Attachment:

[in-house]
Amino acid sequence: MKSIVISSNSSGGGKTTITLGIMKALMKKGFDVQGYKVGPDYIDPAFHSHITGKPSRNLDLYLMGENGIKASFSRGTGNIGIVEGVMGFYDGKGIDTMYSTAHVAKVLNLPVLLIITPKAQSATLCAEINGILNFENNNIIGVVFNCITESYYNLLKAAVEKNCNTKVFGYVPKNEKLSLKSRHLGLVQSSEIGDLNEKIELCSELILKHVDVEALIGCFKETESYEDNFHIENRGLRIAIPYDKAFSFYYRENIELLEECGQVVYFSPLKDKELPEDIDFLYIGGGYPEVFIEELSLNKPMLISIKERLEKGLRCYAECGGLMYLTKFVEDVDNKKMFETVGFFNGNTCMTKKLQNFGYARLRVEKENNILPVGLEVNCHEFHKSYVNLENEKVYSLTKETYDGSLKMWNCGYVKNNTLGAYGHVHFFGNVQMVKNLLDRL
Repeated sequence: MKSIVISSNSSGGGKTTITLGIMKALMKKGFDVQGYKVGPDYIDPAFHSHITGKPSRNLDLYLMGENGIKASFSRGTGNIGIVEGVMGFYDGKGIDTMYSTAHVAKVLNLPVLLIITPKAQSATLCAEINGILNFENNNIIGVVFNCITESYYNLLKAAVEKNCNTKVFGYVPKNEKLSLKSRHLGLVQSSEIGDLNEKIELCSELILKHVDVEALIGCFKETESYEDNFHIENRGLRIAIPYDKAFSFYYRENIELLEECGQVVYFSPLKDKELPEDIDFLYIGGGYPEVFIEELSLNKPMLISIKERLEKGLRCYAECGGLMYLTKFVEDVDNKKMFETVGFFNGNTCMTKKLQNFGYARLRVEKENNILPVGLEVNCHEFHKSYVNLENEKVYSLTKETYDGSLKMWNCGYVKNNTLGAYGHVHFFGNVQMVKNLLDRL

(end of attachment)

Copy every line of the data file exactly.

[in-house]
Amino acid sequence: MKSIVISSNSSGGGKTTITLGIMKALMKKGFDVQGYKVGPDYIDPAFHSHITGKPSRNLDLYLMGENGIKASFSRGTGNIGIVEGVMGFYDGKGIDTMYSTAHVAKVLNLPVLLIITPKAQSATLCAEINGILNFENNNIIGVVFNCITESYYNLLKAAVEKNCNTKVFGYVPKNEKLSLKSRHLGLVQSSEIGDLNEKIELCSELILKHVDVEALIGCFKETESYEDNFHIENRGLRIAIPYDKAFSFYYRENIELLEECGQVVYFSPLKDKELPEDIDFLYIGGGYPEVFIEELSLNKPMLISIKERLEKGLRCYAECGGLMYLTKFVEDVDNKKMFETVGFFNGNTCMTKKLQNFGYARLRVEKENNILPVGLEVNCHEFHKSYVNLENEKVYSLTKETYDGSLKMWNCGYVKNNTLGAYGHVHFFGNVQMVKNLLDRL
Repeated sequence: MKSIVISSNSSGGGKTTITLGIMKALMKKGFDVQGYKVGPDYIDPAFHSHITGKPSRNLDLYLMGENGIKASFSRGTGNIGIVEGVMGFYDGKGIDTMYSTAHVAKVLNLPVLLIITPKAQSATLCAEINGILNFENNNIIGVVFNCITESYYNLLKAAVEKNCNTKVFGYVPKNEKLSLKSRHLGLVQSSEIGDLNEKIELCSELILKHVDVEALIGCFKETESYEDNFHIENRGLRIAIPYDKAFSFYYRENIELLEECGQVVYFSPLKDKELPEDIDFLYIGGGYPEVFIEELSLNKPMLISIKERLEKGLRCYAECGGLMYLTKFVEDVDNKKMFETVGFFNGNTCMTKKLQNFGYARLRVEKENNILPVGLEVNCHEFHKSYVNLENEKVYSLTKETYDGSLKMWNCGYVKNNTLGAYGHVHFFGNVQMVKNLLDRL